We are still responsible people. We must still make real choices that have real consequences. We are not puppets! The Bible teaches that we are predestined, yet free. Nowhere does the Bible say that our choices have to be free from God’s influence or control in order to be real or genuine. We still have a responsibility to share the gospel with others. God still brings people to faith through the preaching of the Word and the testimony of His people. Those who seek to make us choose between God’s Sovereign election (or predestination) and human freedom make a mistake. The Bible affirms both.
So How Should We Respond?
First, we should give up all arrogance or smugness. Paul is making a point to show that we are not among the children of God because of anything we have done. When we realize this fact, we should live with a new sense of humility. Our worship should spring from deep gratitude for the undeserved mercy we have been given. Our trust (even in the toughest times) should be firm because we rest in His promise to complete the work that He has begun in us.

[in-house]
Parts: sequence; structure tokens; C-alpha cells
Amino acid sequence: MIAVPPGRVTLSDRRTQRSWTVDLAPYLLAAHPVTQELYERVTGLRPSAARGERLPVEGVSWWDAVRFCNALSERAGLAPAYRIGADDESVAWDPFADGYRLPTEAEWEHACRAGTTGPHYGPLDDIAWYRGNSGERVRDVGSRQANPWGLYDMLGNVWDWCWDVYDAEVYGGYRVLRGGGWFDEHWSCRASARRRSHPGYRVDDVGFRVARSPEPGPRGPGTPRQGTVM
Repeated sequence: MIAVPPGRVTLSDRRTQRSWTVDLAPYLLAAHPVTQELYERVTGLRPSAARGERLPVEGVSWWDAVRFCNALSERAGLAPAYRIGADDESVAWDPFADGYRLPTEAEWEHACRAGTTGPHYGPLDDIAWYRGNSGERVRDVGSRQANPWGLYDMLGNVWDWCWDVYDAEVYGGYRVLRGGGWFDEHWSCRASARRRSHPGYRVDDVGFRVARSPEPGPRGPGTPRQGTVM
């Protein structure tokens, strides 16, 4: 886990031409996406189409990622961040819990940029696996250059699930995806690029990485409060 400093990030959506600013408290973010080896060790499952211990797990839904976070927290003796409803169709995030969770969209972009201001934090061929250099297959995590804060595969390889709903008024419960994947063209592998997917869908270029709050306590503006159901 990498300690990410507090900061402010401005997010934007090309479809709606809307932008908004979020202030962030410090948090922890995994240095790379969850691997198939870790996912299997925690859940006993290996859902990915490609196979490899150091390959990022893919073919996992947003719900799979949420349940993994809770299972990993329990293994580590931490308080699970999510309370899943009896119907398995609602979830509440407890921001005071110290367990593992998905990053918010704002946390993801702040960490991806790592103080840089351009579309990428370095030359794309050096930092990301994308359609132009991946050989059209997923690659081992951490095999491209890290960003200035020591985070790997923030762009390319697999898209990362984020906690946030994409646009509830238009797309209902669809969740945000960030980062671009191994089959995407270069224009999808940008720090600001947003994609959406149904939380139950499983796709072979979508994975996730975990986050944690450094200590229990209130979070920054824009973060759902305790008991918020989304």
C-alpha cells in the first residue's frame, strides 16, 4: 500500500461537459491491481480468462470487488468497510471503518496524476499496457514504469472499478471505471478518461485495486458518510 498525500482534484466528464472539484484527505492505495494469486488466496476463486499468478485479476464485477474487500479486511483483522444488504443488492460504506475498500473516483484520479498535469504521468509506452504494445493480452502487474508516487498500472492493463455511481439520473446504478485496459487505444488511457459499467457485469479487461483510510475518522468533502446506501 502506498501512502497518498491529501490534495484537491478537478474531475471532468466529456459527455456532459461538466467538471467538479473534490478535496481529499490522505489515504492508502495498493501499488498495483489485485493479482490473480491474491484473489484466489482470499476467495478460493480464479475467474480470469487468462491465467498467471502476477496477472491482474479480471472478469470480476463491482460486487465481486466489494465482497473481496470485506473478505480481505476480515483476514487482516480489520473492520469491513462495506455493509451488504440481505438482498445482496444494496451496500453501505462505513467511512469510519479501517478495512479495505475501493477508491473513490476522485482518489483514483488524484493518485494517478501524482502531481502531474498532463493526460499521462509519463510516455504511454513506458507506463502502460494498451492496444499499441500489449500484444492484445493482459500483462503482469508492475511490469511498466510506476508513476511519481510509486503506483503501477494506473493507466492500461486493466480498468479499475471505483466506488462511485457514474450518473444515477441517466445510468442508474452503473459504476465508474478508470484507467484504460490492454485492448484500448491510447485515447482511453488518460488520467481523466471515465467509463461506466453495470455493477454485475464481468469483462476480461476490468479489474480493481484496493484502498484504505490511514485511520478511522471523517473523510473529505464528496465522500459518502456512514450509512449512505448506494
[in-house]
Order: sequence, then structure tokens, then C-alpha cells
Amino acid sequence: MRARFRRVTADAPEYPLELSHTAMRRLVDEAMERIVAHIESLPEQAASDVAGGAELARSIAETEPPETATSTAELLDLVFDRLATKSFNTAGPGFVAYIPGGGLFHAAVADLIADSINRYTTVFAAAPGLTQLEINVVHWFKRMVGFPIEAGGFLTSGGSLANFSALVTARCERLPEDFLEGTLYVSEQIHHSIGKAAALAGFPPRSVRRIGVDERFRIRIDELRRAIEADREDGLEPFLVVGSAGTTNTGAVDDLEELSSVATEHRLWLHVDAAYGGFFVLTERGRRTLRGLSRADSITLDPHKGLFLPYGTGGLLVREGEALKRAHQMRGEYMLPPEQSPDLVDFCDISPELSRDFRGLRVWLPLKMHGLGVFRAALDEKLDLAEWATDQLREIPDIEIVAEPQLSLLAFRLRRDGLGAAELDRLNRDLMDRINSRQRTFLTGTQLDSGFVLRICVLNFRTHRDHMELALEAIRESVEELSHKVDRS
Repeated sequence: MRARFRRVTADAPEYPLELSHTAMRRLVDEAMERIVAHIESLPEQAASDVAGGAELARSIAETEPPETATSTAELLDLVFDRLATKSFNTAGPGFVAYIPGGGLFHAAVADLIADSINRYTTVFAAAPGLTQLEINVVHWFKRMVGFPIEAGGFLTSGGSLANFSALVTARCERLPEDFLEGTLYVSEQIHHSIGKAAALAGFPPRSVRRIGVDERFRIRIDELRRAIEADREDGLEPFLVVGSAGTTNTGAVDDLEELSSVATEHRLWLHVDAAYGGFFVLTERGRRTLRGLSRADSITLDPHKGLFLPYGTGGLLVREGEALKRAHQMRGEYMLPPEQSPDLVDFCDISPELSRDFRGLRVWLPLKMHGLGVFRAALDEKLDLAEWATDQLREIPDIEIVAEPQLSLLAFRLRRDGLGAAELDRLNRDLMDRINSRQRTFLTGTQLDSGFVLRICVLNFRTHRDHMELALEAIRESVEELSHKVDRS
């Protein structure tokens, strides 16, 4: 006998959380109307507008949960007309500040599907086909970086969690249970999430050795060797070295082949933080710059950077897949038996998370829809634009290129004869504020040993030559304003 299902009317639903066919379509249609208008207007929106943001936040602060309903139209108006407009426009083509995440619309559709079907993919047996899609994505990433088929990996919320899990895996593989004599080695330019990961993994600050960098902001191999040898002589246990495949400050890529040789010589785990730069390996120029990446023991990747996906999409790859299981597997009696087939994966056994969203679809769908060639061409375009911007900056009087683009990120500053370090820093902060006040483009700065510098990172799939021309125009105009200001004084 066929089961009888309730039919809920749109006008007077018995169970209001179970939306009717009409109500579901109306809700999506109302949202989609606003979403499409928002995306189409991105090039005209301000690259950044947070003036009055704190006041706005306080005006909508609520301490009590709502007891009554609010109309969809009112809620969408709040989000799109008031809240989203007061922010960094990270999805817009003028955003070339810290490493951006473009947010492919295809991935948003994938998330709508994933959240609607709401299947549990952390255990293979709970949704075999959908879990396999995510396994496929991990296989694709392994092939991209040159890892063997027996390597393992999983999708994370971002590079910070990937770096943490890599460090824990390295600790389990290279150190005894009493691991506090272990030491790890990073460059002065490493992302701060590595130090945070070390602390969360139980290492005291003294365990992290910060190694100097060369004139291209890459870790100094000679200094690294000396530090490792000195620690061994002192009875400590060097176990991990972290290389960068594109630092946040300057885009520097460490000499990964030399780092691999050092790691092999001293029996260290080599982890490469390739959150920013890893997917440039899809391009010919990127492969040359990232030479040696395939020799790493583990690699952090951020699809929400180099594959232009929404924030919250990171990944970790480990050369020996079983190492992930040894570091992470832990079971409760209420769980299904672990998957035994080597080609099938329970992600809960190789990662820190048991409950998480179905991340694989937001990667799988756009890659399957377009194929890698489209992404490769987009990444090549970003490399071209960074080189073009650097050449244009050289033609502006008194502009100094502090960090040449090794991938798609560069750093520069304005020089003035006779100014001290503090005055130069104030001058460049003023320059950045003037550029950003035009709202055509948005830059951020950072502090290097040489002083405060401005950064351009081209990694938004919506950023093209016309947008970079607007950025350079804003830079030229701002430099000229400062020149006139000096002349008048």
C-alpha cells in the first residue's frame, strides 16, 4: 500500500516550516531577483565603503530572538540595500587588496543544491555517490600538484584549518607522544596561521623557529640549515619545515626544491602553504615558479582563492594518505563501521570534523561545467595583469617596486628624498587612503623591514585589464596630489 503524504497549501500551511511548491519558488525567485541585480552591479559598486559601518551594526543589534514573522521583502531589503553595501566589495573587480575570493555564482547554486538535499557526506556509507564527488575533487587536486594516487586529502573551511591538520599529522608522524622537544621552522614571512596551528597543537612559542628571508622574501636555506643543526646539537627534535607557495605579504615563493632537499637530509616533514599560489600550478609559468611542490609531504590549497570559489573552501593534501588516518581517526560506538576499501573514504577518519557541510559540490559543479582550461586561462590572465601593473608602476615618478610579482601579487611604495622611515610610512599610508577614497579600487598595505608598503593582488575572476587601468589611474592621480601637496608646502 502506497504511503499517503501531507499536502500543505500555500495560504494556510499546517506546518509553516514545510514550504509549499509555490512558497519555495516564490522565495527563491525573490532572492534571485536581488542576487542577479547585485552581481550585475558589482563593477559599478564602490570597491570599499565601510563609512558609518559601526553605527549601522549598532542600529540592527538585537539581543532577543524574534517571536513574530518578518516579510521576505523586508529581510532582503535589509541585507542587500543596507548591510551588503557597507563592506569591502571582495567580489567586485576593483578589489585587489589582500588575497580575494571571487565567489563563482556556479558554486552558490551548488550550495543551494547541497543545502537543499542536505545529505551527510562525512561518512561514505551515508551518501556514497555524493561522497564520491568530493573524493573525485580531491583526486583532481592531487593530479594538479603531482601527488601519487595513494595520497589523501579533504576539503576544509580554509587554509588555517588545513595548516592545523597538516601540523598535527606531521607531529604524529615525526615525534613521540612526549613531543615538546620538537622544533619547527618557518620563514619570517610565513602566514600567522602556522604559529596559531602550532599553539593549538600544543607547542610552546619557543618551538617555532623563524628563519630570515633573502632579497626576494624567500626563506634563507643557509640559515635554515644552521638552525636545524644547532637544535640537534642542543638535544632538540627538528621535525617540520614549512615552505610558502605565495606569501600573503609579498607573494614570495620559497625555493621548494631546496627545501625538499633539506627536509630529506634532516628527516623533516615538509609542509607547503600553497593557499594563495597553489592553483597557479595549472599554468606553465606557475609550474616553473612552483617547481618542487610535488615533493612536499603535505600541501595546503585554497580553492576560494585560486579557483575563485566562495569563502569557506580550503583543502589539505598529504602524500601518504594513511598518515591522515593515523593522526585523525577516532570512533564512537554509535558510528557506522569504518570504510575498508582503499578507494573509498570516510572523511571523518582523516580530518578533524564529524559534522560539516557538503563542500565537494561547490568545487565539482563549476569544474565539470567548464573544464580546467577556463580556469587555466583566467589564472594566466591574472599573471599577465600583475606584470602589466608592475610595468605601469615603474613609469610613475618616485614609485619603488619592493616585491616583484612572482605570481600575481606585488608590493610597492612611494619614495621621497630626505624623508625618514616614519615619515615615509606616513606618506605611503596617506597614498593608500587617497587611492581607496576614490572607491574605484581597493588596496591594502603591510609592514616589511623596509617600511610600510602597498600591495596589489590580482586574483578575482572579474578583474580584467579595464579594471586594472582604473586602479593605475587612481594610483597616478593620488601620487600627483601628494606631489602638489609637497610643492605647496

Second, our view of God should be tremendously expanded. Though it is tempting to try to explain how God can choose and predestine people yet still not diminish our humanness; the fact is, no explanation is given. Do not make the mistake of thinking that because God does not explain why He makes the choices He does, that those choices are therefore Arbitrary. I think He doesn’t explain not because there is no explanation; but because it is impossible for us to understand the explanation.
Lawrence Kohlberg has developed what are called the stages of moral Development. Kohlberg has observed six different levels of reasoning in moral issues. For example in stage one people will make a moral decision based on whether or not they will be punished or rewarded. This is how we train our animals. In stage two people make decisions based on what will satisfy their desires; what will get them what they want. (A child will do something wrong and then lie to avoid punishment) In stage three people make choices that will please others. Kohlberg continues his list to stage six.